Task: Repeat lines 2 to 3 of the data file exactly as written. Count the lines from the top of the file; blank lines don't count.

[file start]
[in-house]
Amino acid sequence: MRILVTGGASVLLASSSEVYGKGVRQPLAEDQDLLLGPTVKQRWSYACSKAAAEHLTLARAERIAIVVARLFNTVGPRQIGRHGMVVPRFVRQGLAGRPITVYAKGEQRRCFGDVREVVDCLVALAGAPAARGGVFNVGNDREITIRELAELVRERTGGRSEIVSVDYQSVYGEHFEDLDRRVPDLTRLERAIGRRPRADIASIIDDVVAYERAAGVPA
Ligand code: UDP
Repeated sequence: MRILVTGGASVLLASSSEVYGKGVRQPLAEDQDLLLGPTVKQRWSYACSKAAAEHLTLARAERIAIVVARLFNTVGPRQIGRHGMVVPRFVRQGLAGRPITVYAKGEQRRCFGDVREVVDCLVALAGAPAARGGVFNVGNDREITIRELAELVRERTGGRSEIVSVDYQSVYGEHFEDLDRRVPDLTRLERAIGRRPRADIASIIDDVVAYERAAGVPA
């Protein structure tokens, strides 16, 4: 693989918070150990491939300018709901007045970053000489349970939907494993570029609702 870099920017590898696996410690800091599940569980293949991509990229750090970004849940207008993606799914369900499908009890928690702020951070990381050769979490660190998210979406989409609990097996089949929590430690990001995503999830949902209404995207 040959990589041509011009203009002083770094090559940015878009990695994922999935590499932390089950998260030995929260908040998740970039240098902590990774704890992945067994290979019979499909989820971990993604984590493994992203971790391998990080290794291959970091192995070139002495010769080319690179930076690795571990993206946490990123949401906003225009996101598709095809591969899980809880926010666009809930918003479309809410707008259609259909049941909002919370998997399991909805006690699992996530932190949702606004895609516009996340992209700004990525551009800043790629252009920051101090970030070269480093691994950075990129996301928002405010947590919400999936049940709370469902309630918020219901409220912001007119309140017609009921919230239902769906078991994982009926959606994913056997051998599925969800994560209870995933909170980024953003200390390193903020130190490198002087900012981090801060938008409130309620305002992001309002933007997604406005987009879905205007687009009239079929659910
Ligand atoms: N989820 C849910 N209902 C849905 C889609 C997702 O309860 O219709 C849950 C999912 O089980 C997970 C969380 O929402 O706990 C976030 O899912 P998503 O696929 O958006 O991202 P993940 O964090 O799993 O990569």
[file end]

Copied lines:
Amino acid sequence: MRILVTGGASVLLASSSEVYGKGVRQPLAEDQDLLLGPTVKQRWSYACSKAAAEHLTLARAERIAIVVARLFNTVGPRQIGRHGMVVPRFVRQGLAGRPITVYAKGEQRRCFGDVREVVDCLVALAGAPAARGGVFNVGNDREITIRELAELVRERTGGRSEIVSVDYQSVYGEHFEDLDRRVPDLTRLERAIGRRPRADIASIIDDVVAYERAAGVPA
Ligand code: UDP